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Unformatted text preview: § 4 Estimation § 4.1 Estimator 4.1.1 x : observed dataset θ : unknown parameter Point estimation of θ : selection of a “reliable” value to estimate θ based on x . 4.1.2 Definition. Estimator of θ : statistic T = T ( X ) for approximating θ Estimate of θ : T ( x ), realisation of T ( X ) based on the observed data X = x . T ( X ) is random (varies from sample to sample), T ( x ) is a constant fixed by the sample in hand. 4.1.3 Some criteria for qualifying “good” estimators: bias, variance, standard deviation, (root) mean squared error ... § 4.2 Bias and mean squared error 4.2.1 In the frequentist paradigm, the quality of an estimator T ( X ) is assessed by examining its sampling distribution, which tells us how T ( X ) would vary from sample to sample. 4.2.2 Definition. T : estimator of θ Bias of T = E [ T ] θ . If T has zero bias, it is unbiased . 4.2.3 Bias of T measures its accuracy . Var( T ) (or, s . d . ( T ) = p Var( T ) ) measures its precision . A good estimator should be accurate and precise . 4.2.4 Definition. The mean squared error (MSE) of an estimator T for θ is MSE( T ) = E [( T θ ) 2 ] . Note that MSE( T ) = Var( T ) + { bias( T ) } 2 . MSE provides a measure of the quality of an estimator by taking into account both accuracy (bias) and precision (variance). 31 Small MSE ⇒ sampling distribution of T concentrated near θ . Figure § 4.2.1 illustrates the sampling distributions of 4 estimators with different bias and standard deviation properties. The smallest MSE is given by the one with small bias and small s.d.642 2 4 x 0.0 0.2 0.4 0.6 0.8 pdf of sampling distribution high bias, high s.d. low bias, high s.d. high bias, low s.d. low bias, low s.d. true value of parameter Comparison of 4 estimators with different qualities Figure § 4.2.1: Sampling distributions of 4 estimators of θ = 0 with different qualities 4.2.5 To retain the same unit as the observations, we may consider the root mean squared error (RMSE), defined to be √ MSE. 4.2.6 If an estimator T is unbiased, then MSE( T ) = Var( T ) and RMSE( T ) = s . d . ( T ). Example § 4.2.1 Consider X 1 ,...,X n iid from Bernoulli ( p ), and ¯ X is used to estimate p . Then bias( ¯ X ) = E [ ¯ X ] p = p p = 0 , so ¯ X is an unbiased estimator of p . Thus, MSE( ¯ X ) = Var( ¯ X ) = p (1 p ) /n and RMSE( ¯ X ) = s . d . ( ¯ X ) = p p (1 p ) /n. 32 Clearly, we need a bigger sample size n to achieve a smaller MSE for ¯ X . 4.2.7 MSE may depend on unknown parameters, and hence may not be computable. In this case we may want to “estimate” it. An estimated s.d. is known as a standard error (s.e.). Example § 4.2.1: (cont’d) Note that s . d . ( ¯ X ) = p p (1 p ) /n, and MSE( ¯ X ) = p (1 p ) /n....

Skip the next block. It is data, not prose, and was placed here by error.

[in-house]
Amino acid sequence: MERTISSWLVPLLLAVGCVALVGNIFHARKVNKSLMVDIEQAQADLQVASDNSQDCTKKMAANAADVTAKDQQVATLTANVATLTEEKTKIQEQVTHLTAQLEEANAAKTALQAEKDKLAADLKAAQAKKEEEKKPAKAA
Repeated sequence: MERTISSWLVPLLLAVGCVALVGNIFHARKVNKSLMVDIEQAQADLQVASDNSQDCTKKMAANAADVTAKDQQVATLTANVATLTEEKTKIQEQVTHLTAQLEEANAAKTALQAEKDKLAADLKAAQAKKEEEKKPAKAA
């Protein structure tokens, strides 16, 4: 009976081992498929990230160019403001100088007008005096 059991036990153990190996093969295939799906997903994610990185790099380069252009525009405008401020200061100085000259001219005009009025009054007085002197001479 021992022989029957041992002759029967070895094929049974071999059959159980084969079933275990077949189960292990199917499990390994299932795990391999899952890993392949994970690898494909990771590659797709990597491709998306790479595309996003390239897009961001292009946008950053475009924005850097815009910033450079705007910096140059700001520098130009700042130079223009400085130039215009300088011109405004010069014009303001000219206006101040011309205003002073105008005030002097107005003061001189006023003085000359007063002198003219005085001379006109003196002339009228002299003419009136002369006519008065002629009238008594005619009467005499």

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This note was uploaded on 05/04/2011 for the course STAT 1302 taught by Professor Smslee during the Spring '10 term at HKU.
 Spring '10
 SMSLee
 Statistics

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